Model comparison using a noisy dataset -1

Comparison of model performance on the Inside AirBnb dataset for New York City featuring linear and tree based models.


As part of a project to predict the yields on AirBnb properties in New York City, I scored the following models:

  1. Linear Regression
  2. Ridge Regression
  3. Lasso Regression
  4. XG Boost (CART model with extra boosting)


Following the lead from a number of researchers in the field, I used the dataset from for New York City. A number of publications have suggested that Inside AirBnb data is more accurate than official AirBnb data as there have been issues with the fidelity of the official data in the past.[1]

The dataset contains 47,542 unique listing locations from 20th January 2009 to 15th May 2018. There are 95 separate features in a variety of types and 35 were selected for further examination. The data was scaled before modeled.

The features were tested for normality using the Shapiro-Wilkes test[2] to rank the features.

Wilkes-Shapiro test for feature normality

I used the Yellowbrick extension on the Sckit-Learn library for better visualization. The Rank1D tool evaluates single features or pairs of features using a variety of metrics that score the features on the scale [-1, 1] or [0, 1] allowing them to be ranked.[3]

The feature correlation to the dependant variable, Price, is shown below:

Model Performance


R² Score also known as the Coefficient of Determination, is a measurement of the goodness of fit of the predicted values to the observations. The the score has values between 0 and 1 and the closer the score is to one, the better the fit.

Root Mean Square Error (RMSE) measures the amount of errors of a given algorithm and quantifies the observational value not explained by the model. In our case, this is the value of the rental price in dollars not captured by each. The lower the value, the more accurate the model.

Baseline value is the mean of the price variable: $178.60

The models were measured via a five-fold cross validation with R² and MSE as the measurement metrics. The scores of both train and test sets were compared to asses overfitting.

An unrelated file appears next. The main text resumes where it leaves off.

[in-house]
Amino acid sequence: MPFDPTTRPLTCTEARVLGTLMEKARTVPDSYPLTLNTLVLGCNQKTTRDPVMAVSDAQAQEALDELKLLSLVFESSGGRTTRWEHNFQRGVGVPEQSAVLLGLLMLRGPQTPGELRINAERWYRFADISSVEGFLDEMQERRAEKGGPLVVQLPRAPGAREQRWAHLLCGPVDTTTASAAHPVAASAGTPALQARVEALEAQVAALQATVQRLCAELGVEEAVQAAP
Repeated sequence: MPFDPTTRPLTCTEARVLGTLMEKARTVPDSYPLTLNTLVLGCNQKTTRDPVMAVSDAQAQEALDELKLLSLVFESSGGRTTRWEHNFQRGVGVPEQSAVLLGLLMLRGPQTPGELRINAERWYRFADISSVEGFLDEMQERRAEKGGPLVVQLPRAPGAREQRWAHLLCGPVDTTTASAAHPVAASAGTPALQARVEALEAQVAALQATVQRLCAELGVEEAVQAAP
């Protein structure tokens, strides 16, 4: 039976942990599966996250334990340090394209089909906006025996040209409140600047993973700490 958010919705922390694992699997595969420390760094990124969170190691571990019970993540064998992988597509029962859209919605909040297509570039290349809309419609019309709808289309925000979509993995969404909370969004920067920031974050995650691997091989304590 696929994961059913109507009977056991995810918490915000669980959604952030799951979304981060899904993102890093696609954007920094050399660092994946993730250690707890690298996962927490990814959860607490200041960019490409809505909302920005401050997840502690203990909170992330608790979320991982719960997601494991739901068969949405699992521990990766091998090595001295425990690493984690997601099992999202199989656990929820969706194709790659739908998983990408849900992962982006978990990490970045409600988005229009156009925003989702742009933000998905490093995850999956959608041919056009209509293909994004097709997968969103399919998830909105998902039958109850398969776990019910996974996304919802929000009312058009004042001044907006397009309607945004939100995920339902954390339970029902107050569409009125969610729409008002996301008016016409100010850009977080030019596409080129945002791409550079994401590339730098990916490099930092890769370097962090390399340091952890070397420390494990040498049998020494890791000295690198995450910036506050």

Model Evaluation

Linear Regression (LR) is the true workhorse of modelling and is the first choice of all data scientist and graduate students due to its robustness and ease of use.

LR train score :0.56

LR test score : 0.56

MSE $: 7457.74

RMSE $: 86.36

We see that the model is only afit for 56% of the true values of the observations, which is sub-optimal. The error or the square root of MSE shows that the prices predicted by the model is within $86.36 of the true value. This is a significant impovement on the baseline.

The residuals have a slight positive correlation with the predicted values.

Ridge Regression/Tikhonov regularization is used to regularize linear models by adding a constraint on the oversized influence of the feature coefficients.


Where β values are coefficients of the features, λ is a function which reduces the sum of the values of β. [4]

alpha and MSE correlation
Ridge train score : 0.56

Ridge test score :0.56
MSE $: 7461.21RMSE $: 86.38

The Ridge R² scores are not very different from the simple Linear Regression scores indicating that given the low over fitting seen here, parameter tuning will not contribute to further improvement of the score.

XGBoost is a stripped down decision tree which uses gradient boosting for speed and performance.


Decision tree for regression subdivides a dataset into the smallest specified subset while creating an incremental diagramic representation of the splits. This diagram contains nodes and leaves where the node is comprised of many branches representing a value and the leaf node the final decion value of the predicted value.

A decision node in a regression setting has two or more branches each representing values for the attribute tested. Leaf node represents a decision on the numerical target. [5]

The decision point on splitting at a node is predicated on the decrease in standard deviation after a split on an attribute. The algorithm is focused on idnetifying the attribute that returns the highest standard deviation reduction .[6]

The parameters for the best performing XGB model were:

'colsample_bytree': 0.994491623591146,
'gamma': 2.6897757151708213,
'learning_rate': 0.15588658625852608,
'max_depth': 37,
'min_child_weight': 35.44318769130126,
'n_estimators': 31,
'reg_alpha': 12.027891241452048,
'subsample': 0.9637123264136668

The XGBoost performance:

XG Boost Train Score: 0.82XG Boost Test Score: 0.70MSE  $: 5089.33RSME $: 71.34

This is the best score and the lowest prediction as yet. However the model shows more propensity for overfitting than a linear model as indicated by the larger difference in the training and test scores.

In conclusion, the XGB model provided the lowest RSME and the best prediction while the linear model were more robust in terms reducing overfit issues.

Conclusions and next steps

Both classes of model were fairly inaccurate on this dataset, possibly due to the large noise to signal ratio. I will deploy a neural net to see if unsupervised learning can improve the predictability in the next installment of the series.

Harsha Goonewardana

Written by

I am interested in the intersection of data science and international development. Better development outcomes through analysis.

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